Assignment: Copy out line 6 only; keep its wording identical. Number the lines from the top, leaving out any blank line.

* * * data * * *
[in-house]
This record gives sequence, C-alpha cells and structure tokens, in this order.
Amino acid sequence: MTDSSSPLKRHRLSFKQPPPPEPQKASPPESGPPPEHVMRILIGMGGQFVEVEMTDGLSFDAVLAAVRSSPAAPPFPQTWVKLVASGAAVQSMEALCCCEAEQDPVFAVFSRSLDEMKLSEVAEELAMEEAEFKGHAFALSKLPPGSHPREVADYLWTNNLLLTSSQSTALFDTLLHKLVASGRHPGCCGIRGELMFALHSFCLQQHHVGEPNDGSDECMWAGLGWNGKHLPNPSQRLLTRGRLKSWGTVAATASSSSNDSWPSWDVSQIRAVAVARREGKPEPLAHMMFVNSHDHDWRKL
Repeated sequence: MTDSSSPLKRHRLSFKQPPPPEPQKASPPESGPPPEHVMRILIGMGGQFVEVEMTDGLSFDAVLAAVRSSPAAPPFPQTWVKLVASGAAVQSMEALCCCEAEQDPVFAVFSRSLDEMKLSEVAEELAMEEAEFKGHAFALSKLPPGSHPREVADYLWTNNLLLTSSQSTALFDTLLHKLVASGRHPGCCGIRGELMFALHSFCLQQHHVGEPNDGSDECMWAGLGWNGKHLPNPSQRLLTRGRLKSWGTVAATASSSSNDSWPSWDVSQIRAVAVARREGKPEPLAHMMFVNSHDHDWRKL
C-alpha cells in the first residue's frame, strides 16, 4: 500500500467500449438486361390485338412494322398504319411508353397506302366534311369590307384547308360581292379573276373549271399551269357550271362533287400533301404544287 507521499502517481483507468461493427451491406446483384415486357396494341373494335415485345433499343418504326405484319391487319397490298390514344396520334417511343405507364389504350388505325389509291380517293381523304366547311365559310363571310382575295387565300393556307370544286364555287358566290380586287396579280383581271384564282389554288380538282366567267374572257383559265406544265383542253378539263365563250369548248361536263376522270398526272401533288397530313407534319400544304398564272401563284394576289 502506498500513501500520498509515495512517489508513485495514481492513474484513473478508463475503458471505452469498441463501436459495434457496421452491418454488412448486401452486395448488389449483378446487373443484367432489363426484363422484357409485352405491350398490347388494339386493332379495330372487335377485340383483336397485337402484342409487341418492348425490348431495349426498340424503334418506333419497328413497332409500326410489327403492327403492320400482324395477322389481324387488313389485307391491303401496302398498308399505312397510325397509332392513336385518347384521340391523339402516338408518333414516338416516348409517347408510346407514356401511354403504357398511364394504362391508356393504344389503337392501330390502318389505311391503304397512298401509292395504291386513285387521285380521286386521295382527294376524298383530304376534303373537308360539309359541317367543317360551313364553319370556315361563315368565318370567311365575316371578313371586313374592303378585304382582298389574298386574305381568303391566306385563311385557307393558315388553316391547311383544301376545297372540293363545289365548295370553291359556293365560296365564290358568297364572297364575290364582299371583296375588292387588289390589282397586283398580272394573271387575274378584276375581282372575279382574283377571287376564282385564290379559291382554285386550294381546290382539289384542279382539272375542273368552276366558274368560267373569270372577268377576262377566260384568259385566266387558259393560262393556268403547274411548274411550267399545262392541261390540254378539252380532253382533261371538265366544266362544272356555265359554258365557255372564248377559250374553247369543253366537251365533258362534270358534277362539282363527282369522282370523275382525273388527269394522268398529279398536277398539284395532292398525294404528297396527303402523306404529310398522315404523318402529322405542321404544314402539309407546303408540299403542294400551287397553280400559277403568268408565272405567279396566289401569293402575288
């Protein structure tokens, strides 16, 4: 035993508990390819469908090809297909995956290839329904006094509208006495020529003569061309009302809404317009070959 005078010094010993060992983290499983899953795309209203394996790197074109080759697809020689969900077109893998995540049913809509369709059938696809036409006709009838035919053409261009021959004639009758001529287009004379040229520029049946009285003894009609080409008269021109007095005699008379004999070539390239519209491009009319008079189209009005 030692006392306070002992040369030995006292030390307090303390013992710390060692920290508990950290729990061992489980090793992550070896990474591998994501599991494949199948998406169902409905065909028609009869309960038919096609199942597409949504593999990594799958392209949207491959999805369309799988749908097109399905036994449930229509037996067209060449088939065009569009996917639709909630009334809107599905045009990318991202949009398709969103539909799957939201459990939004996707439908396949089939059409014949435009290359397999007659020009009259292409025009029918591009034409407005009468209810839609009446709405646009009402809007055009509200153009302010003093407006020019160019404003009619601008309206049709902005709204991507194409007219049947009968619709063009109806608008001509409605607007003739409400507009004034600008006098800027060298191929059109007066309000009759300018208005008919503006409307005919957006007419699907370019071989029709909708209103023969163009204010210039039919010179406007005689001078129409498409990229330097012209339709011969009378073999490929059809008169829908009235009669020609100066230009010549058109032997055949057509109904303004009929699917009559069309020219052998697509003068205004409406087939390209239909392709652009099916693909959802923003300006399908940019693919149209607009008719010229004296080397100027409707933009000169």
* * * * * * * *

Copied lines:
């Protein structure tokens, strides 16, 4: 035993508990390819469908090809297909995956290839329904006094509208006495020529003569061309009302809404317009070959 005078010094010993060992983290499983899953795309209203394996790197074109080759697809020689969900077109893998995540049913809509369709059938696809036409006709009838035919053409261009021959004639009758001529287009004379040229520029049946009285003894009609080409008269021109007095005699008379004999070539390239519209491009009319008079189209009005 030692006392306070002992040369030995006292030390307090303390013992710390060692920290508990950290729990061992489980090793992550070896990474591998994501599991494949199948998406169902409905065909028609009869309960038919096609199942597409949504593999990594799958392209949207491959999805369309799988749908097109399905036994449930229509037996067209060449088939065009569009996917639709909630009334809107599905045009990318991202949009398709969103539909799957939201459990939004996707439908396949089939059409014949435009290359397999007659020009009259292409025009029918591009034409407005009468209810839609009446709405646009009402809007055009509200153009302010003093407006020019160019404003009619601008309206049709902005709204991507194409007219049947009968619709063009109806608008001509409605607007003739409400507009004034600008006098800027060298191929059109007066309000009759300018208005008919503006409307005919957006007419699907370019071989029709909708209103023969163009204010210039039919010179406007005689001078129409498409990229330097012209339709011969009378073999490929059809008169829908009235009669020609100066230009010549058109032997055949057509109904303004009929699917009559069309020219052998697509003068205004409406087939390209239909392709652009099916693909959802923003300006399908940019693919149209607009008719010229004296080397100027409707933009000169």